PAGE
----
438 F2d 518 Grantham v. Columbia Newberry and Laurens Railroad Company
438 F.2d 518
Don A. GRANTHAM, as Temporary Administrator of the Estate of
Franklin H. Holstedt, Appellant,
COLUMBIA, NEWBERRY AND LAURENS RAILROAD COMPANY, Appellee.
United States Court of Appeals, Fourth Circuit.
Argued Feb. 2, 1971.
Decided Feb. 24, 1971.
Sol Blatt, Jr., Barnwell, S.C. (John A. Martin, Winnsboro, S.C., on brief) for appellant.
H. Simons Tate, Jr., Columbia, S.C. (John H. Lumpkin, Jr., and Boyd, Bruton, Knowlton, Tate & Finlay, Columbia, S.C., on brief) for appellee.
Before HAYNSWORTH, Chief Judge and WINTER and CRAVEN, Circuit Judges.
This railroad crossing case was brought in the diversity jurisdiction by a nonresident representative of a South Carolina decedent against a South Carolina corporation. Discovery was complete and the case ready for trial before our decision in Lester v. McFaddon, 4 Cir., 415 F.2d 1101, was announced on September 15, 1969.
This case proceeded to trial on the merits in February 1970. No one questioned the jurisdiction of the court. Counsel appear to have been in ignorance of Lester v. McFaddon, and this is not surprising in view of the inevitable delay in the appearance of the Federal Reporter advance sheets. Thereafter this appeal was taken, and the merits were fully briefed without reference to the jurisdictional problem. Only during the oral argument did the question come up for the first time.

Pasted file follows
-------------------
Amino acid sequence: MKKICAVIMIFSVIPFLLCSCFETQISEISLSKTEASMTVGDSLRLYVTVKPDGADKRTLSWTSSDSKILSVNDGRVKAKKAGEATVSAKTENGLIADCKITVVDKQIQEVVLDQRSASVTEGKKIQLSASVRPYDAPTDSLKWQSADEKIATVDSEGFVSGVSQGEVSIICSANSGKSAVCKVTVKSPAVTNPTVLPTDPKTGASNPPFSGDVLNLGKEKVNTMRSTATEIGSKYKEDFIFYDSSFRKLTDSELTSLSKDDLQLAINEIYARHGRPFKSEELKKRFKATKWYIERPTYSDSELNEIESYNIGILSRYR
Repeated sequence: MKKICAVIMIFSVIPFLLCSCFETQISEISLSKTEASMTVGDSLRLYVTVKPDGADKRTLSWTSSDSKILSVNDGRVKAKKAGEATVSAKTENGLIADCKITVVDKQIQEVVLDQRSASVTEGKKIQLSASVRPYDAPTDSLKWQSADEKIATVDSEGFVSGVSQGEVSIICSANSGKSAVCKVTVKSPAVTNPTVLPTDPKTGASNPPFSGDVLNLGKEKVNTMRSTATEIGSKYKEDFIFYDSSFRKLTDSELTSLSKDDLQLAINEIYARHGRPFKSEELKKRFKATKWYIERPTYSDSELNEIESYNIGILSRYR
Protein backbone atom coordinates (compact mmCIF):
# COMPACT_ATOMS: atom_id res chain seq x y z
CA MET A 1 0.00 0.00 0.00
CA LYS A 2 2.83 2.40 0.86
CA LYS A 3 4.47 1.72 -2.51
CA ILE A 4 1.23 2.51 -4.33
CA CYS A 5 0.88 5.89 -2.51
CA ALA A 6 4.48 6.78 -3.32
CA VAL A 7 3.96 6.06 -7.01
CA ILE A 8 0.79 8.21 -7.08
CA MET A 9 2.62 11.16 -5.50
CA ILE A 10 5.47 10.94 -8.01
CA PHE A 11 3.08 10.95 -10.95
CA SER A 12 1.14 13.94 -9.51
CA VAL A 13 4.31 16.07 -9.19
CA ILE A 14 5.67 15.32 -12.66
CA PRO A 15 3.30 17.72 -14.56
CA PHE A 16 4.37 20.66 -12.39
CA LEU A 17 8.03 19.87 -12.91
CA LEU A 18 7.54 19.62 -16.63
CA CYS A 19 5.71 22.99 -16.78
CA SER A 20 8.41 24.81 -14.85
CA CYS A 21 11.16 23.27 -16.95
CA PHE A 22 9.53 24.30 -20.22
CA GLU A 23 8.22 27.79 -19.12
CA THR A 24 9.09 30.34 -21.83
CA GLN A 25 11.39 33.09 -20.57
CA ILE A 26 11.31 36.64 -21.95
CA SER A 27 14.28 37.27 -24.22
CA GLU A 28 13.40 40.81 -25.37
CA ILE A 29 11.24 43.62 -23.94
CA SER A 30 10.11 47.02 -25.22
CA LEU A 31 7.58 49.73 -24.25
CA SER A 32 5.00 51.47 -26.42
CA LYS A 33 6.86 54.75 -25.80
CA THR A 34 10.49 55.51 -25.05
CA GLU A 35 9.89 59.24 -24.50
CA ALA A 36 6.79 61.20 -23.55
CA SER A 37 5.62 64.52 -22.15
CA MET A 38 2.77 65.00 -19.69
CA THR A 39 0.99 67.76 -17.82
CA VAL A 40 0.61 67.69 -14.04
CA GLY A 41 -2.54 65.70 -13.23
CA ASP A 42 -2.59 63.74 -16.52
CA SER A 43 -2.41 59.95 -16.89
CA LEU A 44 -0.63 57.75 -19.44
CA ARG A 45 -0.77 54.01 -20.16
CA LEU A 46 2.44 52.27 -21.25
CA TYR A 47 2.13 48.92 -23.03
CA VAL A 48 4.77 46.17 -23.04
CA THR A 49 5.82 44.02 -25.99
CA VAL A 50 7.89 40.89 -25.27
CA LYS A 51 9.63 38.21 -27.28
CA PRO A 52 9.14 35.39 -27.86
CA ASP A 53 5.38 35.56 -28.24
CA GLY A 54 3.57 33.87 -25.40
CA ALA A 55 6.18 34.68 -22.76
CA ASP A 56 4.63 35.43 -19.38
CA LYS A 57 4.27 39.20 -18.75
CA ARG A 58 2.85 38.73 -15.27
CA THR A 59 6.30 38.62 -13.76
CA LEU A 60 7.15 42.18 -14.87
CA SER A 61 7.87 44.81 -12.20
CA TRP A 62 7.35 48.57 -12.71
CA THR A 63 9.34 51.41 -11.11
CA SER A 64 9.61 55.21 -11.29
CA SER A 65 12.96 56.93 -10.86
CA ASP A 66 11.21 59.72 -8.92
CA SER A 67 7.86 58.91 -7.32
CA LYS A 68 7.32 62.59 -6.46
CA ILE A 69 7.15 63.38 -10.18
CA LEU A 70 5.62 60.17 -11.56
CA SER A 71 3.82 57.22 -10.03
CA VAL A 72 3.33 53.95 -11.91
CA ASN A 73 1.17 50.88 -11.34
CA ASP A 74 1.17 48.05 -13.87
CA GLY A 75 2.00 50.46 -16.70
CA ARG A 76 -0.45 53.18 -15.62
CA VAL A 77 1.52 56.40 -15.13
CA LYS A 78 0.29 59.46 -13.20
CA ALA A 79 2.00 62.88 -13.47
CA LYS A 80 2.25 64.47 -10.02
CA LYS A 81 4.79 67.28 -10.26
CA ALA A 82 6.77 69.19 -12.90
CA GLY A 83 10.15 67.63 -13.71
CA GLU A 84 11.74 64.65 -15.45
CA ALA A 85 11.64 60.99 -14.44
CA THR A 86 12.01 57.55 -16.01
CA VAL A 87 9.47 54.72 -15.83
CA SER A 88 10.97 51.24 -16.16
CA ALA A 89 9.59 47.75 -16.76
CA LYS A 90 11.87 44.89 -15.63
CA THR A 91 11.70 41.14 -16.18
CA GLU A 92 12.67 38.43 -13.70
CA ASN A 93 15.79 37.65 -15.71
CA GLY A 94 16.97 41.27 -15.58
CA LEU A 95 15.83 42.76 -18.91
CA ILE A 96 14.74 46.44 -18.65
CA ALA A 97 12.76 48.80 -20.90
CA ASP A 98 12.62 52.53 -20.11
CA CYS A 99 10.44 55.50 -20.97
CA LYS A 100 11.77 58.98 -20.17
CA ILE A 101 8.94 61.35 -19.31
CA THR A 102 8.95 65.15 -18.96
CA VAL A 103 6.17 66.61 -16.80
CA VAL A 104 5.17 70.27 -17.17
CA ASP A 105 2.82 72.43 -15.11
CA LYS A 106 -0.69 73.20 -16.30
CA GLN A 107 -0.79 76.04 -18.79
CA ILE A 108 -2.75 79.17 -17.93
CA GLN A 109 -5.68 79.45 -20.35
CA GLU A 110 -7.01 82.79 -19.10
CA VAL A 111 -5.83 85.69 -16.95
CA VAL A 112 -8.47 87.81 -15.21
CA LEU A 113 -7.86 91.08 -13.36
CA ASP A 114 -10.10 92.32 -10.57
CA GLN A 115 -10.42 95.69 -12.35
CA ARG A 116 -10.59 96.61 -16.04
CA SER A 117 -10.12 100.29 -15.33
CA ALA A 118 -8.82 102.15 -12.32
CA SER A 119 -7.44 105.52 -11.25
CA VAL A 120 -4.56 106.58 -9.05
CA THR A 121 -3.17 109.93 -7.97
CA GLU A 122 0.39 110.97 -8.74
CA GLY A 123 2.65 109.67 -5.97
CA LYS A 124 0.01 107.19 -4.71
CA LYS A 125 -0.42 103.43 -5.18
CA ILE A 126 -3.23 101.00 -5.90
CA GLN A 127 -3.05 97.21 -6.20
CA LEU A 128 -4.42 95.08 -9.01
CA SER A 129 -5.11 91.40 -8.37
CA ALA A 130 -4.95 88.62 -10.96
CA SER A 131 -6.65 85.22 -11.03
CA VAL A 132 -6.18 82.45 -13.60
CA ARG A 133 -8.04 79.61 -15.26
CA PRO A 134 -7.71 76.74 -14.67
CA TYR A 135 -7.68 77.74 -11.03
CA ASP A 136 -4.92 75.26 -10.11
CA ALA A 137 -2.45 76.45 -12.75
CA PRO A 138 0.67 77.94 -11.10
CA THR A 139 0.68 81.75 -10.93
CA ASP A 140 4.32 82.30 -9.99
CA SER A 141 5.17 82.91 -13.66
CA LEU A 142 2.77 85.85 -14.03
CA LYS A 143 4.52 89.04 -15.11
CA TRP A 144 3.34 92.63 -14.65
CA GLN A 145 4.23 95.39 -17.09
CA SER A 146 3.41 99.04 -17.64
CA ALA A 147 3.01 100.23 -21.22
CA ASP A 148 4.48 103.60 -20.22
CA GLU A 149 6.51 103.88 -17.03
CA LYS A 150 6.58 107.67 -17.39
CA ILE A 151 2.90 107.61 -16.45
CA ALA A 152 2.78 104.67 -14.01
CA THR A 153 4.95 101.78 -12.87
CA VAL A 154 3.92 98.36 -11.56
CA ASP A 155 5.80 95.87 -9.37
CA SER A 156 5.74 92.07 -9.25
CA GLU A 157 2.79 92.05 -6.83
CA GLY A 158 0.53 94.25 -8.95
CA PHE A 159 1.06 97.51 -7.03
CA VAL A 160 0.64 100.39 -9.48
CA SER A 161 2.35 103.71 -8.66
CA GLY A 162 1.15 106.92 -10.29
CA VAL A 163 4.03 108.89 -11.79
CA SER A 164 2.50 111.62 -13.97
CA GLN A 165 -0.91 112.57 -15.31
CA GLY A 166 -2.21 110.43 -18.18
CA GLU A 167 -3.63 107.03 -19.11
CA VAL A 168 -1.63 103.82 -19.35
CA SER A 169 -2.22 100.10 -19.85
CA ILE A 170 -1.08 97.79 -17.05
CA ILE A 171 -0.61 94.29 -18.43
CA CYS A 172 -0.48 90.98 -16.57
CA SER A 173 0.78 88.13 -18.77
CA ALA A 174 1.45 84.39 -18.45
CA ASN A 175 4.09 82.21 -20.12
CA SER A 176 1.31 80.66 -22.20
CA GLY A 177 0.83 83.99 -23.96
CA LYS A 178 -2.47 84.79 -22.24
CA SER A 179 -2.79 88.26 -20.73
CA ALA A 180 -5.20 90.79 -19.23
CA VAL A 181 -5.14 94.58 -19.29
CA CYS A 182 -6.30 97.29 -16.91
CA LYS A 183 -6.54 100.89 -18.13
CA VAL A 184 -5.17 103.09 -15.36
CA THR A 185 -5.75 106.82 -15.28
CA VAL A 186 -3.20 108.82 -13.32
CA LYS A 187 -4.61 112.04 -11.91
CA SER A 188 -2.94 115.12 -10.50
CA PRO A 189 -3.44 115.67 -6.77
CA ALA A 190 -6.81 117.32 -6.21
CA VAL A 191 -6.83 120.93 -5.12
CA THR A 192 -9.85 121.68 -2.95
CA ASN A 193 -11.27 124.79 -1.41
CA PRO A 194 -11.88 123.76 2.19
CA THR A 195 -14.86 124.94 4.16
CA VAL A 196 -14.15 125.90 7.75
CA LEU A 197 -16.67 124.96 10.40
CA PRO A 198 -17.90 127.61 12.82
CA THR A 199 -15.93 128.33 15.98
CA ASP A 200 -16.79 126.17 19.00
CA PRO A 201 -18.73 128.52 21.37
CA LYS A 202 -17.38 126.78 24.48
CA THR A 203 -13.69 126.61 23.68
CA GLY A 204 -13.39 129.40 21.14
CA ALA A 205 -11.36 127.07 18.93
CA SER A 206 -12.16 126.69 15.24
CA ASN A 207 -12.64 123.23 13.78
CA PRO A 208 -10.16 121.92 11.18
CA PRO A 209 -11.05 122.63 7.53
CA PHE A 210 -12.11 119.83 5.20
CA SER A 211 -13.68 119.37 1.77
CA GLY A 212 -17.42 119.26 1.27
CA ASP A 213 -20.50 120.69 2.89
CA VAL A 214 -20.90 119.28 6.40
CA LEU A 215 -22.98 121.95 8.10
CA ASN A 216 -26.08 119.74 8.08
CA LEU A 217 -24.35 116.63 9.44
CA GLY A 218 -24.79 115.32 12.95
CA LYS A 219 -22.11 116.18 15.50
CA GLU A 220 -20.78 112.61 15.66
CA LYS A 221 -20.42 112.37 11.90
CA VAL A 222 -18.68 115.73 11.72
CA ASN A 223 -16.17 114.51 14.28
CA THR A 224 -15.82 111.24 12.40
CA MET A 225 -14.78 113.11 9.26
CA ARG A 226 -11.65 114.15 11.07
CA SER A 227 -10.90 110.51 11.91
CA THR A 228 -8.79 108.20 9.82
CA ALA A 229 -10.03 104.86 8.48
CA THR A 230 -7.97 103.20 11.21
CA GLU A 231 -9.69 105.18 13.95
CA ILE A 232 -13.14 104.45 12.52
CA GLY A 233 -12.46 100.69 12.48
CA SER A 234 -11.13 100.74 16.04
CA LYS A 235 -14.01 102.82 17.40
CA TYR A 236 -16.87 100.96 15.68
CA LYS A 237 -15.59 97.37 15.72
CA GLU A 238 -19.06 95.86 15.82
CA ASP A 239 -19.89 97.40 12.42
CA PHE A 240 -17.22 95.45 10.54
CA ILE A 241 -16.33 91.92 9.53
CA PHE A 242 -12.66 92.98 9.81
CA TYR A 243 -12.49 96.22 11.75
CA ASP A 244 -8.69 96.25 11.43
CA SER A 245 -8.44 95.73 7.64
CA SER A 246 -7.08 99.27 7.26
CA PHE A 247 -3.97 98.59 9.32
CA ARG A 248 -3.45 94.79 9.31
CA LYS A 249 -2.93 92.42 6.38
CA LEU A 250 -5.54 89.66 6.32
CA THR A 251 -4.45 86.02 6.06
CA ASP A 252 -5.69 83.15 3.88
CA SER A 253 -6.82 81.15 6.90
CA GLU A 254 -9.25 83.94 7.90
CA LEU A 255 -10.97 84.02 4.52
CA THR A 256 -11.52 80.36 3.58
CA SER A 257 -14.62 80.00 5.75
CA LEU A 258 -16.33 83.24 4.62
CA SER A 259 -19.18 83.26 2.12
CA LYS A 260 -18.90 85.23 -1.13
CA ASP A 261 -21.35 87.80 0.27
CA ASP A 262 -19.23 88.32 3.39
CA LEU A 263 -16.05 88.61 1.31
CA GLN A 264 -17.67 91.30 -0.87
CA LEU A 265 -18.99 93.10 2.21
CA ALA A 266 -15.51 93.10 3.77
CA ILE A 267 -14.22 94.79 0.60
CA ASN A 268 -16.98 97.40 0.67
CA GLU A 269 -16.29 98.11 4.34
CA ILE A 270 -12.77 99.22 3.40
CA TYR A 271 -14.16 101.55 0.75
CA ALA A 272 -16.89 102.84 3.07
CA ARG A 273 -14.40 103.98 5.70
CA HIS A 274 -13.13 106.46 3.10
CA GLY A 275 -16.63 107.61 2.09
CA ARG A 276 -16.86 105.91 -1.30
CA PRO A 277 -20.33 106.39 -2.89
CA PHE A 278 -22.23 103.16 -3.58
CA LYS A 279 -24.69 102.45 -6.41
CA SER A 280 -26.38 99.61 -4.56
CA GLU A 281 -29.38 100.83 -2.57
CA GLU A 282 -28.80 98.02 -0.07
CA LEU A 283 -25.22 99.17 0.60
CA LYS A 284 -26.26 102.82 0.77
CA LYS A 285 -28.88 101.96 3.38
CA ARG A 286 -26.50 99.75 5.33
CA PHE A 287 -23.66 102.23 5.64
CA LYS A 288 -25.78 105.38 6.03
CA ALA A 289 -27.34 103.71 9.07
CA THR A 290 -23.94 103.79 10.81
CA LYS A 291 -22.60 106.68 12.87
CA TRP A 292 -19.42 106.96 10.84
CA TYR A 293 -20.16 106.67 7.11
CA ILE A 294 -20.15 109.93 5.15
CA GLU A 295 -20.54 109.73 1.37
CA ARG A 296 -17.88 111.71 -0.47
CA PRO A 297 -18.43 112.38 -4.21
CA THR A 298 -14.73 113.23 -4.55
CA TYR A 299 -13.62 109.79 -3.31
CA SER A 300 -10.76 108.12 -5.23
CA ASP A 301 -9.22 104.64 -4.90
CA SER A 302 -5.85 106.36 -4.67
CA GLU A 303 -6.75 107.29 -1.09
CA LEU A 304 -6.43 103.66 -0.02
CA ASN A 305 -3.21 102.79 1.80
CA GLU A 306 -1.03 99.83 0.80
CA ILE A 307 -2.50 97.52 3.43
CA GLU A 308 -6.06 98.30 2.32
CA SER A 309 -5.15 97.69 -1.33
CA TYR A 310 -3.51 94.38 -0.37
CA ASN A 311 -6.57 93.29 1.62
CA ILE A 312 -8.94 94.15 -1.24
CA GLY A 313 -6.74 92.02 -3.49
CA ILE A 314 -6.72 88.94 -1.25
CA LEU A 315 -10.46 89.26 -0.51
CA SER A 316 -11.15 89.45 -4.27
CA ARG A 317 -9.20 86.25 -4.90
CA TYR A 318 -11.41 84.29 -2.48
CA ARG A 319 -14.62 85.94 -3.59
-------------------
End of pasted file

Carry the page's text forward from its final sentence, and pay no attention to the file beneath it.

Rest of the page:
Counsel for the plaintiff informs us that the appointment of the foreign representative was procured solely for the purpose of creating diversity of citizenship. The action would have been dismissible under our holding in Lester v. McFaddon. But we gave that decision a prospective operation only, exempting cases then pending 'if dismissal would impose an undue burden in requiring the relitigation of issues already fully litigated.' 415 F.2d 1101, 1106.
We think this case falls within the exemption. It has been fully tried on the merits in the District Court, and the issues on appeal have been fully briefed and argued here. The trial was had before our decision in Lester could have become widely known, and everyone appears to have proceeded in good faith. Dismissal would only cause the relitigation of fully litigated issues.
On the merits, we think the District Court properly directed a verdict for the railroad.